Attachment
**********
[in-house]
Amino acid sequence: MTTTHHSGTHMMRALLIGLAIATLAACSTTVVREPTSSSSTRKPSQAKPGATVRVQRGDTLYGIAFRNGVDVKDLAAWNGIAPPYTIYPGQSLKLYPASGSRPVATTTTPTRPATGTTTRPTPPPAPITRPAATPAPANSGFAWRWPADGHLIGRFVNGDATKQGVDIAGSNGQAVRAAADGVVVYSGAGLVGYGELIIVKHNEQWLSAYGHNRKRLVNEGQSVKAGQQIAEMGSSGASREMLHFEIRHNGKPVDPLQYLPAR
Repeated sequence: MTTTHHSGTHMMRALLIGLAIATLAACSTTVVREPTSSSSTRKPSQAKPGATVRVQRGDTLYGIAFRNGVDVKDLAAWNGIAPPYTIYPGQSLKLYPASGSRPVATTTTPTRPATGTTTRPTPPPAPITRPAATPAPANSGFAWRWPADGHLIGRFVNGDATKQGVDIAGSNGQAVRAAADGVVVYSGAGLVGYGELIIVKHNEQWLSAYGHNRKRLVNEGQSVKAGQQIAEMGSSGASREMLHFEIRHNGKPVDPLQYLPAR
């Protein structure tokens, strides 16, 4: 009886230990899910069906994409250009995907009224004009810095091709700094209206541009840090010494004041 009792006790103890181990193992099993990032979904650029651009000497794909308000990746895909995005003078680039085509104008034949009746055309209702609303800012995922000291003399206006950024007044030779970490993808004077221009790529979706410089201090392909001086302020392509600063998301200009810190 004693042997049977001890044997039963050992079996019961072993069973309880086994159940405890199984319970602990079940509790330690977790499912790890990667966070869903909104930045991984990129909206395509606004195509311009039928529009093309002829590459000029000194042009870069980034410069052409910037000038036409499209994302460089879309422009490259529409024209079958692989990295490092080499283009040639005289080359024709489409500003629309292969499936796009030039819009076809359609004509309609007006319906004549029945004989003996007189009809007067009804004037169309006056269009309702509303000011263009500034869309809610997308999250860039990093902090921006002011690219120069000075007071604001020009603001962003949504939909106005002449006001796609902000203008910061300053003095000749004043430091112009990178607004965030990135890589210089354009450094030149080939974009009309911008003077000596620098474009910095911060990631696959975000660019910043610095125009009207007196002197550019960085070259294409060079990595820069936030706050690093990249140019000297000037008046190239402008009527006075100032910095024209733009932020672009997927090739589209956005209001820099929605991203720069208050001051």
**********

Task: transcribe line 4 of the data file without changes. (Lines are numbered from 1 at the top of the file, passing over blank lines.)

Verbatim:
């Protein structure tokens, strides 16, 4: 009886230990899910069906994409250009995907009224004009810095091709700094209206541009840090010494004041 009792006790103890181990193992099993990032979904650029651009000497794909308000990746895909995005003078680039085509104008034949009746055309209702609303800012995922000291003399206006950024007044030779970490993808004077221009790529979706410089201090392909001086302020392509600063998301200009810190 004693042997049977001890044997039963050992079996019961072993069973309880086994159940405890199984319970602990079940509790330690977790499912790890990667966070869903909104930045991984990129909206395509606004195509311009039928529009093309002829590459000029000194042009870069980034410069052409910037000038036409499209994302460089879309422009490259529409024209079958692989990295490092080499283009040639005289080359024709489409500003629309292969499936796009030039819009076809359609004509309609007006319906004549029945004989003996007189009809007067009804004037169309006056269009309702509303000011263009500034869309809610997308999250860039990093902090921006002011690219120069000075007071604001020009603001962003949504939909106005002449006001796609902000203008910061300053003095000749004043430091112009990178607004965030990135890589210089354009450094030149080939974009009309911008003077000596620098474009910095911060990631696959975000660019910043610095125009009207007196002197550019960085070259294409060079990595820069936030706050690093990249140019000297000037008046190239402008009527006075100032910095024209733009932020672009997927090739589209956005209001820099929605991203720069208050001051």